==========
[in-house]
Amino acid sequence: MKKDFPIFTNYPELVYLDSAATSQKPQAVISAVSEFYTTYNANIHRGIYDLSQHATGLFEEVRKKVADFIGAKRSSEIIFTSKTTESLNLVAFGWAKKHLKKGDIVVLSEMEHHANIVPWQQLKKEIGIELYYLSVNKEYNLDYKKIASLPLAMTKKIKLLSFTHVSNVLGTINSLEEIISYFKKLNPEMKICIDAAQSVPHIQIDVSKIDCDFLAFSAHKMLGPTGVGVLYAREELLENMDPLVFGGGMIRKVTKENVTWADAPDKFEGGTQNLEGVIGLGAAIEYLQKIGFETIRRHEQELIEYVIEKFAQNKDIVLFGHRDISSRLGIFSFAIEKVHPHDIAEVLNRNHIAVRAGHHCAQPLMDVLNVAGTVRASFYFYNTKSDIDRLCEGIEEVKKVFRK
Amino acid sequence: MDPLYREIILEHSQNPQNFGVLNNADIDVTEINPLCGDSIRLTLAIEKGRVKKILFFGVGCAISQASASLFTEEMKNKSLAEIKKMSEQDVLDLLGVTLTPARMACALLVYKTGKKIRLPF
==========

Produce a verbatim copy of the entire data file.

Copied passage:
[in-house]
Amino acid sequence: MKKDFPIFTNYPELVYLDSAATSQKPQAVISAVSEFYTTYNANIHRGIYDLSQHATGLFEEVRKKVADFIGAKRSSEIIFTSKTTESLNLVAFGWAKKHLKKGDIVVLSEMEHHANIVPWQQLKKEIGIELYYLSVNKEYNLDYKKIASLPLAMTKKIKLLSFTHVSNVLGTINSLEEIISYFKKLNPEMKICIDAAQSVPHIQIDVSKIDCDFLAFSAHKMLGPTGVGVLYAREELLENMDPLVFGGGMIRKVTKENVTWADAPDKFEGGTQNLEGVIGLGAAIEYLQKIGFETIRRHEQELIEYVIEKFAQNKDIVLFGHRDISSRLGIFSFAIEKVHPHDIAEVLNRNHIAVRAGHHCAQPLMDVLNVAGTVRASFYFYNTKSDIDRLCEGIEEVKKVFRK
Amino acid sequence: MDPLYREIILEHSQNPQNFGVLNNADIDVTEINPLCGDSIRLTLAIEKGRVKKILFFGVGCAISQASASLFTEEMKNKSLAEIKKMSEQDVLDLLGVTLTPARMACALLVYKTGKKIRLPF